Tuesday, 13 December 2016

She Should Have Died Hereafter

Wellity wellity. No Simpsons quote or metal lyric for the title today. There may not be any training sessions for me to pull off this laptop, but let's ramble on about a few issues anyway

So still no news regarding whose derriere shall be filling the 2nd Mercedes for 2017, although it seems we can whittle down the shortlist further still from where we were this time last week; it would be a major surprise if the seat was occupied by someone other than Valtteri Bottas or Pascal Wehrlein, both of whom were discussed on here last time

Were Mercedes faced with a straight choice based purely on who'd be more likely to get the better results on-track in 2017, one would tend to lean towards the laconic Finn Bottas (are there any non-laconic Finns out there? I'm struggling to think of one) thanks to his greater experience (the true money-no-object, free-of-contractual-obligations choice would actually be Max Verstappen, however that's not a realistic proposition right now. Someone at Mercedes might make the call, though, just to tick a box). Relative to Wehrlein, though, his contractual situation is far more complicated than first seems. While Mercedes junior Wehrlein obviously currently has no deal in place for 2017, Bottas is not only tied into his own contract for 2017, but he's also supposedly a key part of a number of other Williams deals, including their title sponsor. With 18 year old Lance Stroll (more on him later) in 1 car, Williams need an experienced driver in their lead car for numerous reasons on and off the circuit (they simply cannot rely on Stroll to be a regular, consistent points scorer from Melbourne even with his considerable not-so-secret testing miles from this year, and Martini can't use someone who's not old enough to drink their products in many countries to promote them).

On Stroll, there's no escaping the fact that his place in Team Willy is at least partially due to the not entirely unconnected truck full of cash (pictured below) that has been sent their way courtesy of Mr Lawrence Stroll. It would also greatly aid his development were he to be paired with an experienced driver whose setup he could nick as and when required- it would also help with expectation management, as nobody expects Stroll to consistently beat Bottas, whereas if he were routinely trounced by a fellow rookie, it might hurt the poor lad's feelings. It's quite fitting, though, that he's picked 18 as his driver number- not only is it his age, it'll also make for a smooth transition for a couple of years down the line when he's renting a drive from Dale Coyne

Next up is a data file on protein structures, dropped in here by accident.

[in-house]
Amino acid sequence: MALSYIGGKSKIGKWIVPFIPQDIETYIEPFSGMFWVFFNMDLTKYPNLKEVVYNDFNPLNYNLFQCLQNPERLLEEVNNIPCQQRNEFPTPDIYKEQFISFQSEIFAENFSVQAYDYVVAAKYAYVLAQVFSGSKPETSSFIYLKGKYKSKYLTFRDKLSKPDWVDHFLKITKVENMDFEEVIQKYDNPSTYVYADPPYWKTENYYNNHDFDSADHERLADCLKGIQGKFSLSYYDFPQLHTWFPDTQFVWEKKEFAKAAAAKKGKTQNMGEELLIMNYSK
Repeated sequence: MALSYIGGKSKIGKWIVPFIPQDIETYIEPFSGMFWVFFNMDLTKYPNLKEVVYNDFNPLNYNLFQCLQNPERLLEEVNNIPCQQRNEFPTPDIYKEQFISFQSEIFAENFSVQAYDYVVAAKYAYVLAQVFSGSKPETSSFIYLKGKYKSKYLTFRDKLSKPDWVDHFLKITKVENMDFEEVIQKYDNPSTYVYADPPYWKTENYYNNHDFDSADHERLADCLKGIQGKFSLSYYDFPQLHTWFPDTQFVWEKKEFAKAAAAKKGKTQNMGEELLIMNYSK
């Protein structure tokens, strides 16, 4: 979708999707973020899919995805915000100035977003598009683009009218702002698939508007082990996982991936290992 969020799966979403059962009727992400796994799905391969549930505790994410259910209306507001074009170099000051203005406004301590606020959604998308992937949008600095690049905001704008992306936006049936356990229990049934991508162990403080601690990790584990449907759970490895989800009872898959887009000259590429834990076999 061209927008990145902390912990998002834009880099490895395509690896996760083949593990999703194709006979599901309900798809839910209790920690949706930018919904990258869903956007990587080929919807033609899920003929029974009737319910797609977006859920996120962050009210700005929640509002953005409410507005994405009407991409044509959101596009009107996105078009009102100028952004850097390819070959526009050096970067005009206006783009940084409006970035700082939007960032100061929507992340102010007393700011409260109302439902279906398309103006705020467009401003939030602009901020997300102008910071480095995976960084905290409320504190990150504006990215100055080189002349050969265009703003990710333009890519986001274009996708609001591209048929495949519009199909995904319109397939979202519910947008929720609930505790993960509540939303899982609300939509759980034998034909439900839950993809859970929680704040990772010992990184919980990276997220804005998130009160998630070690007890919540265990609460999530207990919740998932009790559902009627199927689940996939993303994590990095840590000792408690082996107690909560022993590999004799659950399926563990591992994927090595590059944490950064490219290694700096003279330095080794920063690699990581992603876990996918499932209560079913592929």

Elsewhere on the grid, the 3 remaining seats (2x Manor, 1 Sauber/Team Ericsson) almost certainly won't all be filled until the 2nd Mercedes seat is filled (Wehrlein will almost certainly end up in 1 of the 4). All 3 seats will primarily be determined by the size of the bag of wonga the driver can bring. Esteban Gutierrez may have burned his bridges at Sauber after his previous stint (and he's certainly done so with Haas this year) but assuming he's still in Carlos Slim's good books, he could land himself one of the Manor seats. The prospects for Felipe Nasr (not to be confused with Felipe Massa- that's literally the first line of his Wikipedia entry), however, look less promising, as he's lost his Banco do Brasil backing, and in 2 years with Sauber didn't outperform Marcus Ericsson by a sufficient manner to warrant a move further up the grid. Perhaps he's destined to be this decade's version of Pedro Diniz - well-backed, semi-competent lower end of midfield runner who disappeared from view as soon as the sponsors' cheques dried up

Not yet sure what to make of Arsenal centre back Gabriel. Give me a little more time

There's been no shortage of howling (at the moon?) recently about possible Russian influence in the recent presidential election. If (and given the lack of any actual evidence it's a sizeable if) true, then manipulating an event as relatively trivial as the World Cup (being played on their own patch no less) is surely within their capabilities. Therefore, even accounting for the fact that Leicester City have broken ante-post gambling, the 40/1 currently available on them to win their own tournament is worth a sniff


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